CONCORD – The Central Cabarrus and Northwest Cabarrus boys soccer teams entered their Tuesday night conference battle both badly needing a win, and it showed throughout the first half as they mostly traded possessions throughout the first several minutes.
Central Cabarrus went on to take a 5-1 win at Viking Stadium, but for team’s interim head coach, Mike Martin, this was much more special than just another regular-season game.
Martin first started as a Vikings assistant coach nearly 17 years ago, just days after his son, Michael J. Martin, was killed in a car crash as he traveled to a game against Jay M. Robinson.
On Tuesday, a day before the 17th anniversary of that tragedy, the eldest Martin enjoyed the win with his team and in his son’s memory.
“I’ve been here ever since that day,” said Martin, who was filling in for head coach Kendall Jackson, out because of COVID-19 contact tracing. “I played college soccer, and (Michael) was going to finish what I didn’t finish. I was trying to give it to him, and one of the first voices I heard at that time was that God wanted me to give it to somebody else. All of these guys are my kids.”
Despite the emotions, of which Martin only told the team after the game, it was the Vikings -- who entered the game riding a three-game losing skid after beginning the season with a three-game unbeaten streak - who struck first, as junior striker Christian Perez back-footed in the first goal of the game in the eighth minute.
However, the Trojans (0-4-1 overall, 0-2 South Piedmont 3A Conference) wasted little time answering that goal when senior Moises Mancebo scored seconds later.
“The name of the game is scoring goals, and if you get one, you don’t give it back,” Martin said. “They weren’t set to play.”
That would be the last time Martin would say that, although at least the Trojans didn’t appear to be the winless team among the two, as they shared attacks and counter-attacks with Central. But the Vikings kept finding chances and out-shot Northwest 17-5 in the first half.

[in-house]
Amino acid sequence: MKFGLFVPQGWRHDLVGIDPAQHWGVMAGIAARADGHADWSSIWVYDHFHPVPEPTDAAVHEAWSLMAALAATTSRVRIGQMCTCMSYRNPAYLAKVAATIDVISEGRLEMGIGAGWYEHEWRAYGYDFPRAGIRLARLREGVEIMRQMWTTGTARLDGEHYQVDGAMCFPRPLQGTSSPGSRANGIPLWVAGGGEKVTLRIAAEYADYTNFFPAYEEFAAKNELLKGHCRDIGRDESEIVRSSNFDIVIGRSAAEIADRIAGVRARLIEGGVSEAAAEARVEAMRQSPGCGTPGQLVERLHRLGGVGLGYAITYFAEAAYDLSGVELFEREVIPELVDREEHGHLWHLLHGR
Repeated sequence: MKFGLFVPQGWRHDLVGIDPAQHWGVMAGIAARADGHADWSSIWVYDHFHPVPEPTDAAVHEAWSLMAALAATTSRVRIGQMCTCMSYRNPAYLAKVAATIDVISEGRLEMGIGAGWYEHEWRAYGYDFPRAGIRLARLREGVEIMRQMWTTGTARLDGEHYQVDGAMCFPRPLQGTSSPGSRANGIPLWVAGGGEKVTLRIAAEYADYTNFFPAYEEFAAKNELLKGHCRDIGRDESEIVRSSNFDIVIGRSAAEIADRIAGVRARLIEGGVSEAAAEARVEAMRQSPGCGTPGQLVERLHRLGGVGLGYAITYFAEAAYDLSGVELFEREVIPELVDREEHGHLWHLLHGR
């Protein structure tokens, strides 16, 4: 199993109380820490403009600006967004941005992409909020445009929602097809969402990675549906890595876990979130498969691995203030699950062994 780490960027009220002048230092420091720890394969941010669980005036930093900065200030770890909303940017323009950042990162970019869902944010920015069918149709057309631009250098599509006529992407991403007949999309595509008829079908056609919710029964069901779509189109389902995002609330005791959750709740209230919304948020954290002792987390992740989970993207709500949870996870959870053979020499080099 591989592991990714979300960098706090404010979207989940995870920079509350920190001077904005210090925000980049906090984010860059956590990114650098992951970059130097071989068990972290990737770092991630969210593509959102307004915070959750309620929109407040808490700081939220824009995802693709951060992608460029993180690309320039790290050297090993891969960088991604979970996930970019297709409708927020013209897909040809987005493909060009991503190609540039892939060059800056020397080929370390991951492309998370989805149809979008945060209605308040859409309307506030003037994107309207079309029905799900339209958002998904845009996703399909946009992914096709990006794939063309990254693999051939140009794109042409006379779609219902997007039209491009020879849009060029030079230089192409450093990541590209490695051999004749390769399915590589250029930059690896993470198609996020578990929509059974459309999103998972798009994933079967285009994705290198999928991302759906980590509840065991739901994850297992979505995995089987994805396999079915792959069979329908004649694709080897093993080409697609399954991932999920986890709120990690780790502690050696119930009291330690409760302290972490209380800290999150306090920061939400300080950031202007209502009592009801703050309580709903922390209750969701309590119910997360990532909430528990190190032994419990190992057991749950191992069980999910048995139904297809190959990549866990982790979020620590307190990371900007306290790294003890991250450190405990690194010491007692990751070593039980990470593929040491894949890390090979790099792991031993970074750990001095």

Finally, senior defender Dylan Burke broke the game open with a goal in the 14th minute, and senior Christian Espiniosa netted another with just under 40 seconds left in the first half. Those goals secured a lead the Vikings wouldn’t relinquish.
The second half didn’t see much action through the first 20 minutes as the teams combined for just five shots between them.
Central Cabarrus senior captain Ellis Sheridan, who controlled both the back end and the midfield, assisted a beautiful ball from 60 yards out to Andrew Roller, who got one past the Northwest keeper for a 4-1 lead.
Sheridan and the Viking defense limited the Trojans to just seven total shots to Central’s 27, which proved to be the difference.
“It feels good, obviously,” Sheridan said. “We switched to a new (defensive) formation a couple of weeks ago, and we have a very solid back three who do a great job facilitating us.”
Junior Viking defender Zair Perez-Mora added the final dagger with just under seven minutes remaining after a hands-ball awarded him a free kick.
The teams’ series had been trading games back and forth for the past couple of seasons, but the Vikings won last season 5-0 and continued the momentum in the first meeting between the two.
Still, winless and entering the meat of the schedule, Trojan coach Wes Scott thinks there is time to turn it around in time to regain momentum.
“Once the first brick falls, it’s kind of easier for the house to fall,” Scott said. “Against (Jay M. Robinson), we were down 2-0 and came back and tied it 2-2. That was a good experience for our boys, and that was the mantra at halftime down 3-1. We’ve been here before, and the boys have a lot of fight in them.”
In the end, the Vikings (3-3-1, 2-0 SPC) were able to rally for their interim head coach’s memory and provide a big conference win that could get them rolling.
“It’s just nice to be out here playing for him and supporting him during a hard time,” Roller said. “He’s talked to us about it a few times, and he was wearing his wristband tonight for those that died in the crash. It means a lot to us.”
To learn more about Michael J. Martin’s story, visit http://michaelsmoon.com/memorial/welcome-to-michaels-moon/